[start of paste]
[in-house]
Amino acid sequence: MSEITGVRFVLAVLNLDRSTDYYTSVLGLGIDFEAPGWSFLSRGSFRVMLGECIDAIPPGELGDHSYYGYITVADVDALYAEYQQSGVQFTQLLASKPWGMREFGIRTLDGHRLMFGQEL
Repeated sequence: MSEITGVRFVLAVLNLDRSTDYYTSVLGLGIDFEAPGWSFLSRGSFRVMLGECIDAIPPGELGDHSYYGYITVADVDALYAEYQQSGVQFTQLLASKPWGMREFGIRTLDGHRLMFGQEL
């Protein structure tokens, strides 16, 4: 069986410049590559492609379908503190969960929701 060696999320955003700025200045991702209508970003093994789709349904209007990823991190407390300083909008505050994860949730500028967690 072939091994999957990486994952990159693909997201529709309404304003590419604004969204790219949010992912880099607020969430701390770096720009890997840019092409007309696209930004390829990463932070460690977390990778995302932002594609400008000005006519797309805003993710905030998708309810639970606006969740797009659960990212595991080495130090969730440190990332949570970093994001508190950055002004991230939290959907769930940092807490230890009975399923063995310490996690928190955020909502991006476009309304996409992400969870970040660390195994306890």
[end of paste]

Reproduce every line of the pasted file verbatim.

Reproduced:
[in-house]
Amino acid sequence: MSEITGVRFVLAVLNLDRSTDYYTSVLGLGIDFEAPGWSFLSRGSFRVMLGECIDAIPPGELGDHSYYGYITVADVDALYAEYQQSGVQFTQLLASKPWGMREFGIRTLDGHRLMFGQEL
Repeated sequence: MSEITGVRFVLAVLNLDRSTDYYTSVLGLGIDFEAPGWSFLSRGSFRVMLGECIDAIPPGELGDHSYYGYITVADVDALYAEYQQSGVQFTQLLASKPWGMREFGIRTLDGHRLMFGQEL
């Protein structure tokens, strides 16, 4: 069986410049590559492609379908503190969960929701 060696999320955003700025200045991702209508970003093994789709349904209007990823991190407390300083909008505050994860949730500028967690 072939091994999957990486994952990159693909997201529709309404304003590419604004969204790219949010992912880099607020969430701390770096720009890997840019092409007309696209930004390829990463932070460690977390990778995302932002594609400008000005006519797309805003993710905030998708309810639970606006969740797009659960990212595991080495130090969730440190990332949570970093994001508190950055002004991230939290959907769930940092807490230890009975399923063995310490996690928190955020909502991006476009309304996409992400969870970040660390195994306890």